Asian American Invisibility & Ending the Culture of “忍”
the character commonly translated to mean “to persevere”. But it also means to endure, tolerate, and conceal. It is considered a virtue in Chinese & Japanese cultures. 忍者 – a person who perseveres – also means ninja.
I am angry. I don’t get angry very often. In fact, I almost never get angry because that is not how I was raised. If something bad happens to me and it is upsetting, keep it inside and “忍” – endure it and hide it. The chain of attacks on Asian elders earlier this year, preceded by countless racial-motivated verbal assaults across the country; made me upset. The latest hate crimes in Atlanta, pushed me over the edge – it made me angry. I spent days feeling a combination of sadness, numbness, and anger; but this anger is new to me. I wanted to scream, to break things. I have had enough. I could no longer “忍” – and I think this is what so many of my other Asian American friends feel as well. The crime was atrocious. Then add to that the continual denial that it was a racially-motivated hate crime; and the deputy police sheriff’s claim that the assailant was having a “bad day” – as if all Asian women are only defined as sexual objects that are inherently disposable. And this wave of violence has not stopped – this week, a 65-year old Asian woman was beaten in broad day light in Manhattan, in plain view of several building security guards, and no one responded to help her. No one cared.
A couple of weeks ago, a friend shared Sharon Kwon’s article, “This Is What No One Tells You About Being Asian In America In 2021” with me. I re-read the article many times because it captures the feeling (my feeling) of muffled tears so well; a feeling I believe many other Asian Americans share. When attacks on elderly Asian Americans happened in different parts of the country, I didn’t hear about them. They weren’t covered in any of the news outlets that I consume regularly. When I shared this news on social media, many of my Asian American friends were also surprised to see it – because they had not heard about this violent trend either. These attacks are scary and painful. But the heaviest blow is that no one else seems to care enough to even talk about it. Like Kwon says in her article, “This lack of acknowledgement is nothing new for Asian Americans. We are used to being ignored. We are used to minimizing our own pain because we don’t want to rock the boat.” And for the first time I hear myself asking, when is it our turn to take up space, to be included in conversations, to be counted? Does it take a mass shooting for people to see us?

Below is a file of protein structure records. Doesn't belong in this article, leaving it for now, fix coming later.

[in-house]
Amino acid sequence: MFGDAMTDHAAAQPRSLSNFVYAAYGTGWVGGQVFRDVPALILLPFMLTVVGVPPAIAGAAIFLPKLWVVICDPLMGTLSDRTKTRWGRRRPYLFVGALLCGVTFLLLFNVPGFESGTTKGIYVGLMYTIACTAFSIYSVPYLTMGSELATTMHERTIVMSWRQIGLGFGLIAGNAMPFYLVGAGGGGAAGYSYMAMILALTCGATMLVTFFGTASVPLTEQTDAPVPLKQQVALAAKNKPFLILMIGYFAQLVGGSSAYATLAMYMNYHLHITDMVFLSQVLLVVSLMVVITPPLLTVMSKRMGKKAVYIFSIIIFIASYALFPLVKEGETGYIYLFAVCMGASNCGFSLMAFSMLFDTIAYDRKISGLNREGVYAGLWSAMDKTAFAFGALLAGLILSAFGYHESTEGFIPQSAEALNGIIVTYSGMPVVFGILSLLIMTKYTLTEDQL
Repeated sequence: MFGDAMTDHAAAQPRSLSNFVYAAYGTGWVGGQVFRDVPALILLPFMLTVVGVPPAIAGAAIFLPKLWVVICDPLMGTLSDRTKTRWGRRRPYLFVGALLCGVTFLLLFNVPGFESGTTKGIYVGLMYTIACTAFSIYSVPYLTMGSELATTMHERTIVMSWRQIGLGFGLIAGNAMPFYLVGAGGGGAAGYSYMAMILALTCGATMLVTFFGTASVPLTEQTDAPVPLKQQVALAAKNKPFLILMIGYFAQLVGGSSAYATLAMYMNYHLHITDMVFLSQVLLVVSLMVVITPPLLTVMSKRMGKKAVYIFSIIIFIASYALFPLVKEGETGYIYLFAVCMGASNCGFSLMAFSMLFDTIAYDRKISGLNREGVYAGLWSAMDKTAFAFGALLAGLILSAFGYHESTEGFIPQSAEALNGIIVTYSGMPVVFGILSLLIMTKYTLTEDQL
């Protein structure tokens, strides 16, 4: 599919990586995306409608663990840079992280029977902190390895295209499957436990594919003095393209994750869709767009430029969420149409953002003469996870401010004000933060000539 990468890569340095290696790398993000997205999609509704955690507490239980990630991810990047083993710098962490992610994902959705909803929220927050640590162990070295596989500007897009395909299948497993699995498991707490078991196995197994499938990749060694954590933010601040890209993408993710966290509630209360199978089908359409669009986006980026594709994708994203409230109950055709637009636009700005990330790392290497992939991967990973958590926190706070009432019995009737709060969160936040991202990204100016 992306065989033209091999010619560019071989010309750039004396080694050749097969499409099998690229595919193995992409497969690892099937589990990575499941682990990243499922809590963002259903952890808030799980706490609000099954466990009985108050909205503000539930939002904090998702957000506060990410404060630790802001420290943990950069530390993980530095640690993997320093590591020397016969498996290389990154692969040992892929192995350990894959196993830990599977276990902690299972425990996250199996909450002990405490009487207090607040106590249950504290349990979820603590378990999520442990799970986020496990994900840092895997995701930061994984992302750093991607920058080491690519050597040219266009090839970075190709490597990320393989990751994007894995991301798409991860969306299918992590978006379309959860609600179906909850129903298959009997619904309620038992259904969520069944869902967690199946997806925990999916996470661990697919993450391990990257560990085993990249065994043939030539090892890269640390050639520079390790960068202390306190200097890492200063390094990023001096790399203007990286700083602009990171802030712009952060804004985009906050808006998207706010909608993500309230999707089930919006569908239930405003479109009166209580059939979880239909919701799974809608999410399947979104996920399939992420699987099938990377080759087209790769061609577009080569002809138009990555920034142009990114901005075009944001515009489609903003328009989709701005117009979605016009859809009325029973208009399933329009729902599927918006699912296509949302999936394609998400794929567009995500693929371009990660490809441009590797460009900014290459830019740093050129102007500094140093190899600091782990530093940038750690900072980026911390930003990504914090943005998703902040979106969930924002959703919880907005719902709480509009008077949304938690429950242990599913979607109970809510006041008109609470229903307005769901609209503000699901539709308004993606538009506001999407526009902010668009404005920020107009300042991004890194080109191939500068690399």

I have lived in the US on and off for 20 years now, and my hesitancy and nervousness about speaking up and asking to be counted (and indeed my hesitancy to even write this piece) comes from the same place that has allowed Asian Americans to remain invisible for so long. I feel nervous about causing trouble – as an immigrant, we study hard and work hard, we take care of our family, we keep our heads down. I feel nervous about my English – no matter how hard I try to hide my accent, I will never sound American enough; and my written English will never be good enough, because I am not a native English speaker. I feel nervous about raising my voice – as someone who grew up in British colonial Hong Kong, I was bred to not have a sense of civic engagement – we were taught at a young age to accept that as non-English people we will never rise in ranks of any large institution.
But there is nothing like becoming a parent to force you to challenge your comfort zone; to think beyond what you know and have strength to do. Because these attacks are not just about what happened to those poor Asian grandpas and aunties whose faces remind us of our kin; it is also about how my Asian American child will thrive or be stifled as an adult.
My eleven-year old has a more straight-forward response to the recent events: “This isn’t OK. It’s dumb that people are attacking Asian people because it doesn’t matter where Covid was started. If it was started in Europe it wouldn’t be like this. The victims were only trying to make money and survive. They didn’t deserve it. You can’t justify killing people.”
“I feel enraged. I wish I could protect all the Asian people out there and change the minds of all the racist people. I think people are racist because some people look and do things differently, and speak different languages, and these differences make racist people feel threatened. They worry that everything around them could change. Asian people are picked on because they think Asians won’t do anything about it, because we tend to be respectful and peaceful, and we won’t fight back. Now is time to fight back; we need to stand up for each other and make a change!”
I suppose the next question would be – what is justice? What is “just,” what is “equitable,” and how can we create the changes that are urgently needed where our BIPOC children can feel that they are valued as much as their white peers? I am saddened by what has happened, but I also believe firmly that our future will be steered by a new generation who is more clear-eyed and has the strength and optimism to pursue the just world in which they believe.
Sue Lowcock is the Director of Development at VISIONS. Sue is an immigrant from Hong Kong with a mixed race background of Chinese/ Parsi Indian/ English heritage.